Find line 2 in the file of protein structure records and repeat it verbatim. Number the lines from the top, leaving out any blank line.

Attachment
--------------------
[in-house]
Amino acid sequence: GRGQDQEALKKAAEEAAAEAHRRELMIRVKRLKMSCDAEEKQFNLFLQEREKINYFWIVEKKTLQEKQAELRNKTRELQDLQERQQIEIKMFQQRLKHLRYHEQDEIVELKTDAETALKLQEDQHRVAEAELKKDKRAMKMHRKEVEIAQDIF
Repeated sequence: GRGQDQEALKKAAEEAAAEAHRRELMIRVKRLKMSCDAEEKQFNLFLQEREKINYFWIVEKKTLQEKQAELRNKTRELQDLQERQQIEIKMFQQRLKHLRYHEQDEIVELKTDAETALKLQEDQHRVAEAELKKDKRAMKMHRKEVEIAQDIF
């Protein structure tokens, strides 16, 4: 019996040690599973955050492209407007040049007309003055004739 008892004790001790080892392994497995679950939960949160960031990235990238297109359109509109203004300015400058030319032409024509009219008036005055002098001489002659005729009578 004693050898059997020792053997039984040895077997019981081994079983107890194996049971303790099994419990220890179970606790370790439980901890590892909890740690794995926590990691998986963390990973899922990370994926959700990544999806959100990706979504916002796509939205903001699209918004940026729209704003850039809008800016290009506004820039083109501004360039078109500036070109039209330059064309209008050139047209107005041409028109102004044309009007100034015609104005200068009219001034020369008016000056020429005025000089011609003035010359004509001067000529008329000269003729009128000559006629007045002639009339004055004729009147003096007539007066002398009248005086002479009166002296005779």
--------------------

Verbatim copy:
Amino acid sequence: GRGQDQEALKKAAEEAAAEAHRRELMIRVKRLKMSCDAEEKQFNLFLQEREKINYFWIVEKKTLQEKQAELRNKTRELQDLQERQQIEIKMFQQRLKHLRYHEQDEIVELKTDAETALKLQEDQHRVAEAELKKDKRAMKMHRKEVEIAQDIF